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Last Updated: Thursday, 17 June, 2004, 20:59 GMT 21:59 UK
Bush disputes 9/11-Iraq findings
Bush speaking to reporters about links between Saddam Hussein and al-Qaeda
Bush defended White House claims of links between Iraq and al-Qaeda
President George W Bush has disputed findings by a commission investigating the 9/11 attacks that there was no link between al-Qaeda and Saddam Hussein.

Mr Bush said his administration never claimed Iraq helped co-ordinate the 11 September 2001 attacks on the US, only that it had had contacts with al-Qaeda.

The commission held its last day of public hearings on Thursday before its final report is published next month.

It heard of the full extent of chaos on 9/11, much to relatives' distress.

This week the commission released statements on its preliminary findings on al-Qaeda, the 9/11 plot and US defences.

On al-Qaeda, the group said it had found no "credible evidence" that Iraq helped the militants carry out the 9/11 attacks.

The commission did acknowledge that a meeting had taken place between al-Qaeda leader Osama Bin Laden and Iraqi intelligence officers during the 1990s in Sudan, but said there was no evidence it led to a working relationship.

The comments contradicted remarks by Vice-President Dick Cheney about Saddam Hussein's "long-established ties" with al-Qaeda and cast doubt on one of the Bush administration's justifications for invading Iraq.

Democrat accusations

But President Bush remained adamant on Thursday that there had been "numerous contacts" between Iraq and al-Qaeda.

We have no credible evidence that Iraq and al-Qaeda co-operated on attacks against the United States
Commission report on al-Qaeda

"The reason I keep insisting that there was a relationship between Iraq and Saddam and al-Qaeda is because there was a relationship between Iraq and al-Qaeda," he told reporters.

"This administration never said that the 9/11 attacks were orchestrated between Saddam and al-Qaeda. We did say there were numerous contacts between Saddam Hussein and al-Qaeda."

For the Bush administration, this has been one of the most politically damaging conclusions reached by the commission so far, says the BBC's Rob Watson in Washington.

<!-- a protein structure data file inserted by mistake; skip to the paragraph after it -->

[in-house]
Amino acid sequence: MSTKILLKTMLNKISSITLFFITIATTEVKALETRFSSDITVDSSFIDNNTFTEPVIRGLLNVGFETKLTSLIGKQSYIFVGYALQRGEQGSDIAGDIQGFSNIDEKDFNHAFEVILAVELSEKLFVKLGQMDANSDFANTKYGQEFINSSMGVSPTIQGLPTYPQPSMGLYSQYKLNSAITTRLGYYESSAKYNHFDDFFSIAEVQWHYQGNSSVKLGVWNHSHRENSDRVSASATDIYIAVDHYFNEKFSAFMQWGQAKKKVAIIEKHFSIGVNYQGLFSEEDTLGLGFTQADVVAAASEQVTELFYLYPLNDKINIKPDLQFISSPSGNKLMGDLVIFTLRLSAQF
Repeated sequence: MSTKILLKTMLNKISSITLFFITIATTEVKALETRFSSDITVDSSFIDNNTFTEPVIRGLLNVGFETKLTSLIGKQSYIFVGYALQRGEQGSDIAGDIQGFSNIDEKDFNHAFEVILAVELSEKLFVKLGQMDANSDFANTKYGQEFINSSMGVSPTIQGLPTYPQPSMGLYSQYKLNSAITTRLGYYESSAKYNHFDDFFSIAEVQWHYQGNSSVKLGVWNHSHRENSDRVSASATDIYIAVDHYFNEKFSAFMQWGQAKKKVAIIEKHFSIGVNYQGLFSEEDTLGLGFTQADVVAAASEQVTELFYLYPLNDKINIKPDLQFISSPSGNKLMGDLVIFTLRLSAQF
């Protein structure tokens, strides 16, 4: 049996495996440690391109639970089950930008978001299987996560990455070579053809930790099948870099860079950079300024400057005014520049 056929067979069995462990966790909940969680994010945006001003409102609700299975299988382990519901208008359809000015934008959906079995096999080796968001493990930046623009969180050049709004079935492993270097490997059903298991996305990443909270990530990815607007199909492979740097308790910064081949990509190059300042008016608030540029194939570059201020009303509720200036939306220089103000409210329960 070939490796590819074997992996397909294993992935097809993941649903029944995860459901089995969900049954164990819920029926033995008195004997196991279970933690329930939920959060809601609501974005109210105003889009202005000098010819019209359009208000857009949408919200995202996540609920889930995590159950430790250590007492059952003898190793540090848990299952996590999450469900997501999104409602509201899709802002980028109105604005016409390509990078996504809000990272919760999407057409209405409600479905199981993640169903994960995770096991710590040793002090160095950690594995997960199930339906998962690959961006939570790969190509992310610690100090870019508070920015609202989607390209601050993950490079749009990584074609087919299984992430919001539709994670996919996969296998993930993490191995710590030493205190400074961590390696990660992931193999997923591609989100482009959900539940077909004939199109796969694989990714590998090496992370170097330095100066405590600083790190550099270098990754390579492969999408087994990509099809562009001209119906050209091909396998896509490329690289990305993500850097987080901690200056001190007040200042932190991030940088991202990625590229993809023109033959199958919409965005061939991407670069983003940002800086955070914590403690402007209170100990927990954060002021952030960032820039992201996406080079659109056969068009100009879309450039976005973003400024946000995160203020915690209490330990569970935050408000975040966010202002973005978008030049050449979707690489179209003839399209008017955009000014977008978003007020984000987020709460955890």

It prompted Democratic presidential challenger John Kerry to accuse Mr Bush of misleading the American people.

In another preliminary report published on Thursday, the commission summarised the response of the military, Federal Aviation Administration and other agencies on 9/11.

It found:

  • The US air defence was disastrously unprepared;

  • Vice-President Cheney authorised fighter jets to shoot down the aircraft, but the orders did not reach military pilots in time

  • Unprepared officials had to improvise a response

  • False reports of car bombings and other attacks spread confusion in the hours after the planes crashed

  • Response efforts were hampered by difficulties knowing where the planes were after hijackers switched off tracking transponders

On its final day, the inquiry was played tapes of the hijackers' messages apparently aimed at passengers but intercepted by air traffic controllers.

In one, the voice believed to be of ringleader Mohammed Atta is heard telling passengers on American Airlines Flight 11, shortly after taking-off from Boston: "We have some planes. Stay quiet and you'll be OK. We are returning to the airport."

Some of the relatives of victims were so distressed they had to leave the room. Others were in tears, and some shouted protests.

In the 18 months since it started work, the commission has heard from more than 1,000 witnesses and reviewed more than two million documents.

The BBC's Matt Frei
"No-one was conceiving the inconceivable. It turned out to be the hijackers' biggest advantage"

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